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FAF on an ILS at the airlines

Discussion in 'Technical Talk' started by saxman, Jan 23, 2010.

  1. saxman

    saxman Well-Known Member

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    During our initial instrument training we were always taught that the final approach fix on an ILS is glideslope intercept. But when I got to my last airline, they told me this is now different. Since usually at big airports you are vectored on to the ILS much higher than than where the OM and multees cross is. And they said your FAF is where it is marked on the Jepp page, at the cross.

    So which is it for you other 121 guys out there.
  2. matt152

    matt152 Well-Known Member

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    I'm not at 121, but the FAF on an ILS is glideslope intercept at the minimum altitude. On NACO charts it is the "lightning bolt" in the profile view. On Jepp charts, this is where the line intercepts the precision approach path in the profile view (the solid line, not the dashed line). This may well be different from the nonprecision FAF, depending on the approach.
  3. subpilot

    subpilot Squawking 7600

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    It is at the outer marker, or glide slope intercept at the published altitude. If you are kept high then you will intercept glideslope earlier but this does not change the FAF. Make sure to crosscheck your altitude at the FAF!
  4. matt152

    matt152 Well-Known Member

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    There are approaches out there where the ILS FAF is not the same as the OM. You can be descending on the glideslope but not at the FAF on the ILS.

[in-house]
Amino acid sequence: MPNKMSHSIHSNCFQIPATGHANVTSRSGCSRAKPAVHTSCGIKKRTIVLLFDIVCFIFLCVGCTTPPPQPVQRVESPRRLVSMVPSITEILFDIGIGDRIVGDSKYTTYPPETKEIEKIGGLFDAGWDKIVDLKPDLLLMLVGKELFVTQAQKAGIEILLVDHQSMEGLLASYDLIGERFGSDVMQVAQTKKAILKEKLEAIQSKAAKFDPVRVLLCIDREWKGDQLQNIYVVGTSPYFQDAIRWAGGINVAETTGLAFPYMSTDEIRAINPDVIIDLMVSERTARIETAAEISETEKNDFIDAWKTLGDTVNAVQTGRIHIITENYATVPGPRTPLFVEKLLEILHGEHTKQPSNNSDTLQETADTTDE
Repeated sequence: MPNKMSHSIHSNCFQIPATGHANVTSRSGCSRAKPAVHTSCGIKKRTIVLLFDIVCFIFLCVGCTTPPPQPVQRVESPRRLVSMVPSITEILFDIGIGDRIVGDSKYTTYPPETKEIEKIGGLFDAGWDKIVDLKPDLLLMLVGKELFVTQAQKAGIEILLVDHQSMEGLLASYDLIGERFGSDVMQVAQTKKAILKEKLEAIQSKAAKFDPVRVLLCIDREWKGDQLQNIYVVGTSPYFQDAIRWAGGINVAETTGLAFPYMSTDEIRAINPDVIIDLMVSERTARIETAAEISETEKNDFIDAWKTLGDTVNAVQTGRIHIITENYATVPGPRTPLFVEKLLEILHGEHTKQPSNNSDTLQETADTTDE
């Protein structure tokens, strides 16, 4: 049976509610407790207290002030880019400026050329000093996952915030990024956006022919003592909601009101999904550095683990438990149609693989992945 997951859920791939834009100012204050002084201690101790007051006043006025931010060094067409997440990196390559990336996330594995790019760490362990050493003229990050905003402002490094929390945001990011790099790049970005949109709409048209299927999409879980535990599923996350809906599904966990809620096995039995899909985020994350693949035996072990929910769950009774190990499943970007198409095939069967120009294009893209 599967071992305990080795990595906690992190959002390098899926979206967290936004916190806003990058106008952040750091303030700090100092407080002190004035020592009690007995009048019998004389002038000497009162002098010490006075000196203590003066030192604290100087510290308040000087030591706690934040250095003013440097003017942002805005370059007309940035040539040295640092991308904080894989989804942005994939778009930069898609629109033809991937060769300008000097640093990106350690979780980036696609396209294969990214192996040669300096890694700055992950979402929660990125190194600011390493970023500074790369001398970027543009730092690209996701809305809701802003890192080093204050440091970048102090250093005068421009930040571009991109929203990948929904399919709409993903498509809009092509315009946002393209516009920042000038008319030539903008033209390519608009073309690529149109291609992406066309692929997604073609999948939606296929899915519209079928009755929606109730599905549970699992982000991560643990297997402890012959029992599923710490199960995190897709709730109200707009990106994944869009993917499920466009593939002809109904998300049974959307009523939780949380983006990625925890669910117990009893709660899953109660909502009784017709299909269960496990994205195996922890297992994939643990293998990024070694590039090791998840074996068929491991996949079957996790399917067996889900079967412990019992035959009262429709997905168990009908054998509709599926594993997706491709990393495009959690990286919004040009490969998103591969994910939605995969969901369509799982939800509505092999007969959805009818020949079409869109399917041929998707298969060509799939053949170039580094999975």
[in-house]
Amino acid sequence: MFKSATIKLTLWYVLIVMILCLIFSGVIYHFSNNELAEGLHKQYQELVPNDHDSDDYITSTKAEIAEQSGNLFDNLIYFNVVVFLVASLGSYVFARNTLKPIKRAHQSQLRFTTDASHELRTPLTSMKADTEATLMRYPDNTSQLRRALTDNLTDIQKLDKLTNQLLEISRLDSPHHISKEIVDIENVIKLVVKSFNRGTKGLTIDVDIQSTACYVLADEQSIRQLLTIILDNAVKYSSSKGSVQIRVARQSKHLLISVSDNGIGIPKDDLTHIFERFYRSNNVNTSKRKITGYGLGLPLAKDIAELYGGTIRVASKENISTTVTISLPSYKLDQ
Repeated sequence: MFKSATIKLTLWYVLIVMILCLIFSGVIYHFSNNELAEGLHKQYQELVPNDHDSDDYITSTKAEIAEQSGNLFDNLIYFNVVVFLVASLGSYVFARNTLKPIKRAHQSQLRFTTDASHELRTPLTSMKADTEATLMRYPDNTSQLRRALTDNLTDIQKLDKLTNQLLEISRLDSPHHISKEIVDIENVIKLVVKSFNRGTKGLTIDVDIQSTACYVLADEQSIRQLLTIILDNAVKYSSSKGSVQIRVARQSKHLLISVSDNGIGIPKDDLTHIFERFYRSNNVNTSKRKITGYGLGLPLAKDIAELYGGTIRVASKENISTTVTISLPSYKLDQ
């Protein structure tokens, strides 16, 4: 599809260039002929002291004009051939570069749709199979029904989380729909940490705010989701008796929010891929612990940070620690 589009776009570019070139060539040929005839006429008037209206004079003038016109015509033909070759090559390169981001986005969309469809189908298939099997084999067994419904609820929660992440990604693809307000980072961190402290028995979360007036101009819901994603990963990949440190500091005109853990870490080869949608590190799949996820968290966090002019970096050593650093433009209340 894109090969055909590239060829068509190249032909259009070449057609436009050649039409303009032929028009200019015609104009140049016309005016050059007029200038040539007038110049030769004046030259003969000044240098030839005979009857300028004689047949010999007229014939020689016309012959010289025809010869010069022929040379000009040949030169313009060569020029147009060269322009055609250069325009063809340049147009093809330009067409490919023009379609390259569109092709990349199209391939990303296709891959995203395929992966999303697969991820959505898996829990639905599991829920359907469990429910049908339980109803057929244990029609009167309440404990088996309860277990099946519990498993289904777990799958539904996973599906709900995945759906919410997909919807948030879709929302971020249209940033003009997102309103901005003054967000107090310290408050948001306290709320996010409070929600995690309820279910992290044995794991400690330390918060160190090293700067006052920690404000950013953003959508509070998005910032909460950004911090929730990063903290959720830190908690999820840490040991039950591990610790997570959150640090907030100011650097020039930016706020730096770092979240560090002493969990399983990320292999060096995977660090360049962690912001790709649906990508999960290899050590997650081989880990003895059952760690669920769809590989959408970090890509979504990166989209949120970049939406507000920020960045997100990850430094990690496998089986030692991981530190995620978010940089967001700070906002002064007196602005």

5. scarface

    scarface New Member

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    Things may have changed since I've been out on minor medical, but I was taught that it was the final approach sement on an ILS, not the FAF. If the RVR goes down below mins prior to the final approach segment you've got to abandon the approach; if it goes down after the final approach segment you may continue the approach in accordance with FAR guidance.
  6. saxman

    saxman Well-Known Member

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    Here's what the Pilot/Controller Glossary says:

    but for Final Approach Fix (FAF) it says:
    So I'm confused. Sounds like both of those are saying different things.
  7. minitour

    minitour New Member

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    ILS21L KLUK.

    The marker is actually way inside the FAF for both the LOC only and ILS procedures.

    -mini
  8. subpilot

    subpilot Squawking 7600

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    Saxman: could it be that one definition is Jeppeson and the other is Government for the depected symbol? The wording on both seems to mesh just fine.
  9. subpilot

    subpilot Squawking 7600

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    I did have an "or" in there, but you are correct that the FAF is not always the outer marker. I guess I should have said it is normally at the outer marker. :)

    To the OP, just do as your new airline wants you to. I think most companies have there little differences to the norm for various reasons. What does it say in there Ops manual?
  10. dasleben

    dasleben a> run "dasleben's_email"